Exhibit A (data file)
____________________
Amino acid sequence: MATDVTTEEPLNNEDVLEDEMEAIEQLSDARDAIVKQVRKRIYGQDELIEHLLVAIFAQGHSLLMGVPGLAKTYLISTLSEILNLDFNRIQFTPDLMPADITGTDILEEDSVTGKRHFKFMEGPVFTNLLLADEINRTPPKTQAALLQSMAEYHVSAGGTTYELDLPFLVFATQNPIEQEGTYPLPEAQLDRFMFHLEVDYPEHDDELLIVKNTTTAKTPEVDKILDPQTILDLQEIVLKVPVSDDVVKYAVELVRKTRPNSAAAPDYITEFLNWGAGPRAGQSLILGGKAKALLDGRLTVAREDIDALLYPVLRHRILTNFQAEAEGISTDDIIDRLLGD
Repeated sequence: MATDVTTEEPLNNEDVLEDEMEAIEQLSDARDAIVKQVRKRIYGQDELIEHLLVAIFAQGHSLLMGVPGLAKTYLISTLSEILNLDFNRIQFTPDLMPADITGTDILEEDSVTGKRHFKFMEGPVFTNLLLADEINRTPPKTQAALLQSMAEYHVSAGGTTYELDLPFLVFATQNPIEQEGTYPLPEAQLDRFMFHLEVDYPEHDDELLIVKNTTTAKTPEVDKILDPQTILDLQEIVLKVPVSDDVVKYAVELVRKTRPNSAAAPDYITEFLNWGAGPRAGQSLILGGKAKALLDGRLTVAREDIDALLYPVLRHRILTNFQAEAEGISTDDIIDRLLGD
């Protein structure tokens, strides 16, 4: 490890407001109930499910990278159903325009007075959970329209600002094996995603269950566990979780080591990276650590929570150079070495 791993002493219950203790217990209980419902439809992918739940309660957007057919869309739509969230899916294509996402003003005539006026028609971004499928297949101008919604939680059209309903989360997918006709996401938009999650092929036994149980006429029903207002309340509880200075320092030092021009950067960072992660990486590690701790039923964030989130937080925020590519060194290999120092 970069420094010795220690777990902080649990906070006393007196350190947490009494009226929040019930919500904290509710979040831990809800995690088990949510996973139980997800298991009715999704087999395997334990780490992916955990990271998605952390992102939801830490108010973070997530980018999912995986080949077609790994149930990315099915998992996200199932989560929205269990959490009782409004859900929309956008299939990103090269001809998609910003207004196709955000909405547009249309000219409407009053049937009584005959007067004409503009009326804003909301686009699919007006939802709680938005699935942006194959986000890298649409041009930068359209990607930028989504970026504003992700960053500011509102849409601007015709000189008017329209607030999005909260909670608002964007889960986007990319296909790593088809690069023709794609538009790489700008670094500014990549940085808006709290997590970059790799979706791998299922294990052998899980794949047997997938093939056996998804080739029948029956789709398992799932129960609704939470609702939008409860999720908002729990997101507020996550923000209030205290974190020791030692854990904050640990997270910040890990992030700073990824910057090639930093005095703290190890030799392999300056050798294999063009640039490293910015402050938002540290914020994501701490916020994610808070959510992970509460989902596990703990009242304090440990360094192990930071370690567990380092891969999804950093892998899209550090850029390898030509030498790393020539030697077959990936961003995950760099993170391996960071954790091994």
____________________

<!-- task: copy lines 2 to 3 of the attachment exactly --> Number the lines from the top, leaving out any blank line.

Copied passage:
Repeated sequence: MATDVTTEEPLNNEDVLEDEMEAIEQLSDARDAIVKQVRKRIYGQDELIEHLLVAIFAQGHSLLMGVPGLAKTYLISTLSEILNLDFNRIQFTPDLMPADITGTDILEEDSVTGKRHFKFMEGPVFTNLLLADEINRTPPKTQAALLQSMAEYHVSAGGTTYELDLPFLVFATQNPIEQEGTYPLPEAQLDRFMFHLEVDYPEHDDELLIVKNTTTAKTPEVDKILDPQTILDLQEIVLKVPVSDDVVKYAVELVRKTRPNSAAAPDYITEFLNWGAGPRAGQSLILGGKAKALLDGRLTVAREDIDALLYPVLRHRILTNFQAEAEGISTDDIIDRLLGD
């Protein structure tokens, strides 16, 4: 490890407001109930499910990278159903325009007075959970329209600002094996995603269950566990979780080591990276650590929570150079070495 791993002493219950203790217990209980419902439809992918739940309660957007057919869309739509969230899916294509996402003003005539006026028609971004499928297949101008919604939680059209309903989360997918006709996401938009999650092929036994149980006429029903207002309340509880200075320092030092021009950067960072992660990486590690701790039923964030989130937080925020590519060194290999120092 970069420094010795220690777990902080649990906070006393007196350190947490009494009226929040019930919500904290509710979040831990809800995690088990949510996973139980997800298991009715999704087999395997334990780490992916955990990271998605952390992102939801830490108010973070997530980018999912995986080949077609790994149930990315099915998992996200199932989560929205269990959490009782409004859900929309956008299939990103090269001809998609910003207004196709955000909405547009249309000219409407009053049937009584005959007067004409503009009326804003909301686009699919007006939802709680938005699935942006194959986000890298649409041009930068359209990607930028989504970026504003992700960053500011509102849409601007015709000189008017329209607030999005909260909670608002964007889960986007990319296909790593088809690069023709794609538009790489700008670094500014990549940085808006709290997590970059790799979706791998299922294990052998899980794949047997997938093939056996998804080739029948029956789709398992799932129960609704939470609702939008409860999720908002729990997101507020996550923000209030205290974190020791030692854990904050640990997270910040890990992030700073990824910057090639930093005095703290190890030799392999300056050798294999063009640039490293910015402050938002540290914020994501701490916020994610808070959510992970509460989902596990703990009242304090440990360094192990930071370690567990380092891969999804950093892998899209550090850029390898030509030498790393020539030697077959990936961003995950760099993170391996960071954790091994």